Andalusia MotoGP: Quartararo dominates race of survival at Jerez

Fabio Quartararo dominated a brutal MotoGP Andalusian Grand Prix, with Maverick Vinales beating Valentino Rossi for the first all-Yamaha podium since 2014

Andalusia MotoGP: Quartararo dominates race of survival at Jerez

The extreme heat caused a high rate of attrition through accidents and mechanical issues, though Petronas SRT's Quartararo avoided all of that to ease to his second-successive win to seize command in the championship.

Quartararo got into Turn 1 first from pole off the line, with Vinales and Valentino Rossi making it a Yamaha 1-2-3 in the early laps.

Vinales ran wide at the last corner at the end of the lap, allowing team-mate Rossi to move ahead and Quartararo to quickly put daylight behind him.

By lap five, Quartararo was 2.1.s clear as Vinales struggled to pass Rossi, while the Pramac Ducati pair of Jack Miller and Francesco Bagnaia closed in.

Vinales - who looked one of the strongest throughout practice - couldn't find a way by Rossi, who kept second with his ability to brake better than his team-mate.

All of this allowed Quartararo to be four seconds clear by lap 10, while Bagnaia pounced on a mistake for Vinales at Turn 6 when the Yamaha ran wide to take second.

Rossi had managed to gap the chasing Bagnaia and Vinales, but his old problem of rear tyre preservation began to foil him at around 12 laps into the race and was soon fall to Bagnaia when he ran wide at Turn 6.

Bagnaia was able to gap Rossi by over two seconds, but was denied a maiden podium on lap 20 when his Ducati developed a technical issue.

Vinales rallied and hounded a struggling Rossi, and finally made a move stick on lap 24 when Rossi ran wide at Turn 9.

Quartararo cruised to the chequered flag, with Vinales heading Rossi for the first all-Yamaha podium in MotoGP since 2014.

LCR's Takaaki Nakagami put on a late charge for a debut podium on Rossi, but couldn't quite surmount the 41-year-old Yamaha rider and had to settle for a career-best fourth.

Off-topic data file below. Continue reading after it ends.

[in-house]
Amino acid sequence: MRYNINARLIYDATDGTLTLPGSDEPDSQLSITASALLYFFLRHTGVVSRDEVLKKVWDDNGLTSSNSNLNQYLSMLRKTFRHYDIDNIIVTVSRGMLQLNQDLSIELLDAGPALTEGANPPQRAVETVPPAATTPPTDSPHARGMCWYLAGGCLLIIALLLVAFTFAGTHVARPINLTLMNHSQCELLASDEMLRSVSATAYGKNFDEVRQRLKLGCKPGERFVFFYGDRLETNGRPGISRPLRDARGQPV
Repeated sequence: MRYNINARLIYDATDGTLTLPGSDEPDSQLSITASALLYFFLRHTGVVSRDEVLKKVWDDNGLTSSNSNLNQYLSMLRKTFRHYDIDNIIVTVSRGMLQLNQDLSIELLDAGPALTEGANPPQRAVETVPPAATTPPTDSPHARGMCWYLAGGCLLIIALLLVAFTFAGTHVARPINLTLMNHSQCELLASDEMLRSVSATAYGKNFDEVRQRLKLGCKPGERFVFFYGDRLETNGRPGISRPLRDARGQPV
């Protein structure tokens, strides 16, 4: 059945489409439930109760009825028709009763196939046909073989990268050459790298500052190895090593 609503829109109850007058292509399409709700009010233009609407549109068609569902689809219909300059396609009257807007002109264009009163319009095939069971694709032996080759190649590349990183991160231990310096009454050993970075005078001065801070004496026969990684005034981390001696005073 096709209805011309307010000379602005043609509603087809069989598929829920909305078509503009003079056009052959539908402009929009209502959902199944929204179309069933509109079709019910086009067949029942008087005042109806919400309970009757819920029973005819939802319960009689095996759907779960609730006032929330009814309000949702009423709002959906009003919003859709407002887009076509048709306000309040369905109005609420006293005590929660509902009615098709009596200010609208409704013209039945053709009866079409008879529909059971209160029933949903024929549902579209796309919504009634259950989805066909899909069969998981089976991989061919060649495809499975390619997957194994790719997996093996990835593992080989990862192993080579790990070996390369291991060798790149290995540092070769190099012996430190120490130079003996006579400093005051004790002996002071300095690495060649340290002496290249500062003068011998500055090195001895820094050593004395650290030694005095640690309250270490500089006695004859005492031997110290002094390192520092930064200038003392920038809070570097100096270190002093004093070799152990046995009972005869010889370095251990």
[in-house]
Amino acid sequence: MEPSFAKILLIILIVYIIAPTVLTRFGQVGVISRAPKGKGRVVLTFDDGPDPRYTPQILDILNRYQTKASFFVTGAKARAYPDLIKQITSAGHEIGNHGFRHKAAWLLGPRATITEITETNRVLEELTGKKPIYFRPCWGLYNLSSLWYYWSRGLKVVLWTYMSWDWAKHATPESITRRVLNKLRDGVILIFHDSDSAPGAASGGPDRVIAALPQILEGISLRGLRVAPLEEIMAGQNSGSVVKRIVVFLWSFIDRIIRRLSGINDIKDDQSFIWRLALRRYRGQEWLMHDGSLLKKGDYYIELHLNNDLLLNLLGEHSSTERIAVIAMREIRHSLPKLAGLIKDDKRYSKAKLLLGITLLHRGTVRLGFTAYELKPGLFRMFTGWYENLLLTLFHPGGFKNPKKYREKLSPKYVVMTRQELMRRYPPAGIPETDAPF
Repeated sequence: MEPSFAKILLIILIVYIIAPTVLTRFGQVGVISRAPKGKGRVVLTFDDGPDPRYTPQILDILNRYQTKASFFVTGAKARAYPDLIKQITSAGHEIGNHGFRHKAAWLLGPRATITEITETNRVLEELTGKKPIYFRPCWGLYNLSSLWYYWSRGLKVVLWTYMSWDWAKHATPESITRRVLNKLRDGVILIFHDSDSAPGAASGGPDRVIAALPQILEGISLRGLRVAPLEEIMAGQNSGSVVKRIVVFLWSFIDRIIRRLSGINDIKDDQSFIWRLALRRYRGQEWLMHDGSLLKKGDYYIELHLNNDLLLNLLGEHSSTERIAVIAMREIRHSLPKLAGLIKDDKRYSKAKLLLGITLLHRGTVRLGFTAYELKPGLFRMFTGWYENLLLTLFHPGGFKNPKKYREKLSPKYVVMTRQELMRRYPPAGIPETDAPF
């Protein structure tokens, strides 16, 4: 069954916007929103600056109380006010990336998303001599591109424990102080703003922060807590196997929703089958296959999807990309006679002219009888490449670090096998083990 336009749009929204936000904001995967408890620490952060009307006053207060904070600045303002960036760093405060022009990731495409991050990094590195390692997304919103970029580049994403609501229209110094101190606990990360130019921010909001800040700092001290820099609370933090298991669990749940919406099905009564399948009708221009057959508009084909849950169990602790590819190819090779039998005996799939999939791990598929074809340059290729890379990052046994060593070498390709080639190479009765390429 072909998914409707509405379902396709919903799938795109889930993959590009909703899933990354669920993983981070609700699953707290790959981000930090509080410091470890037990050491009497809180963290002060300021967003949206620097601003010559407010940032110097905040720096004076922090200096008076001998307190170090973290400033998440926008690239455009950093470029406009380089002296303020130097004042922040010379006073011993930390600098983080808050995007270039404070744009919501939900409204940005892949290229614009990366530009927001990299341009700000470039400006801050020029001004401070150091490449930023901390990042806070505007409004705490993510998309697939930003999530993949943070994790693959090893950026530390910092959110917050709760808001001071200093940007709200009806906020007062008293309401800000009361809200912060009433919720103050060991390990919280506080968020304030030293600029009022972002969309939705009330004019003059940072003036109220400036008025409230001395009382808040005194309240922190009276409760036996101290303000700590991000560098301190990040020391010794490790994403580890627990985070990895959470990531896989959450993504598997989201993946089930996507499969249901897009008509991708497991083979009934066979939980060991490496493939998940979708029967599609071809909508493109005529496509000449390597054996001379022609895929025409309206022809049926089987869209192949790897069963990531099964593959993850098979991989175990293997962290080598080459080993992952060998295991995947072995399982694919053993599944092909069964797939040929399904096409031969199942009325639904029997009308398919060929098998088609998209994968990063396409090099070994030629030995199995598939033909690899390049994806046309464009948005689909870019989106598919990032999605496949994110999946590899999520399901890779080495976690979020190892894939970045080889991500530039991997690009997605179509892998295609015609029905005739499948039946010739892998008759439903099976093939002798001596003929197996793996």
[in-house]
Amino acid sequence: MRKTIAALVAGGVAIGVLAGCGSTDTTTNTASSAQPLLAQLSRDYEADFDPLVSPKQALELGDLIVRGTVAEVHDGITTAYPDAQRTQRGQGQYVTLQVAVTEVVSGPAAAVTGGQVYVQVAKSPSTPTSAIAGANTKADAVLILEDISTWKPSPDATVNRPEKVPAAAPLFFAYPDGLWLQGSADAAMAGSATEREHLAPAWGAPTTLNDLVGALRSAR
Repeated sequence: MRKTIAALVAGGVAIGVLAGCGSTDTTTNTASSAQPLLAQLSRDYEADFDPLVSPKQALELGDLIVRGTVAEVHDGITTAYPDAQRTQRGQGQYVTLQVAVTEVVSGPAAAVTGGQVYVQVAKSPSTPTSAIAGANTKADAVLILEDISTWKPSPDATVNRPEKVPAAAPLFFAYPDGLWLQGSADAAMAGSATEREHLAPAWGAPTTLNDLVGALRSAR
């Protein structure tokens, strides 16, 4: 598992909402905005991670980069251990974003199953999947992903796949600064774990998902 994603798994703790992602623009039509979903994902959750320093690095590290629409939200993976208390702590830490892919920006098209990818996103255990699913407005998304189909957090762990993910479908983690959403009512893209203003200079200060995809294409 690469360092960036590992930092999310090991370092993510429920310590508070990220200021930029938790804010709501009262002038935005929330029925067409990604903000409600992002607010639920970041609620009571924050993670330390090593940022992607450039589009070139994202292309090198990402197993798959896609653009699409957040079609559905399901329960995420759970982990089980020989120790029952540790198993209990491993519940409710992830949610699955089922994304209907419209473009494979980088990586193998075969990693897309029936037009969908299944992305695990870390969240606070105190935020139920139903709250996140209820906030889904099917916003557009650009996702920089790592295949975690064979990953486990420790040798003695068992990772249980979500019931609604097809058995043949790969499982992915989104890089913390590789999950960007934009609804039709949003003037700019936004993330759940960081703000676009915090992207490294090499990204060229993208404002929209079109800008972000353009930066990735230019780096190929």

Joan Mir got his Suzuki to fifth ahead of Andrea Dovizioso, who recovered from 14th on the grid amidst the chaos that unfolded ahead.

Pol Espargaro was the sole KTM at the finish in seventh at the end of a miserable day for KTM, with Brad Binder crashing out - having wiped out Tech3's Miguel Oliveira at the start - and Iker Lecuona falling off early on.

Alex Marquez rose from last to eighth on the sole remaining Repsol Honda, after reigning world champion brother Marc pulled out on Saturday due to his recently broken arm.

Johann Zarco was ninth on the Avintia Ducati, while Alex Rins heroically got his Suzuki into 10th despite riding with a fractured shoulder.

Tito Rabat (Avintia), Aprilia's Bradley Smith and the injured Cal Crutchlow (LCR) were the last of the 13 survivors.

SRT's Franco Morbidelli was on course for a debut podium having hounded Rossi in the latter stages, but was forced out by an engine issue similar to the one which took Rossi out of last week's Jerez race.

Miller crashed out of the podium fight at Turn 9 on lap 11, while Danilo Petrucci on the factory team Ducati and Aprilia's Aleix Espargaro also slid into retirement.

Andalusia Grand Prix race results - 25 laps:

Pos Rider Team Gap
1 Fabio Quartararo Petronas Yamaha 41m22.666s
2 Maverick Vinales Yamaha 4.495s
3 Valentino Rossi Yamaha 5.546s
4 Takaaki Nakagami LCR Honda 6.113s
5 Joan Mir Suzuki 7.693s
6 Andrea Dovizioso Ducati 12.554s
7 Pol Espargaro KTM 17.488s
8 Alex Marquez Honda 19.357s
9 Johann Zarco Avintia Ducati 23.523s
10 Alex Rins Suzuki 27.091s
11 Tito Rabat Avintia Ducati 33.628s
12 Bradley Smith Aprilia 36.306s
13 Cal Crutchlow LCR Honda 1 Lap
- Francesco Bagnaia Pramac Ducati Retirement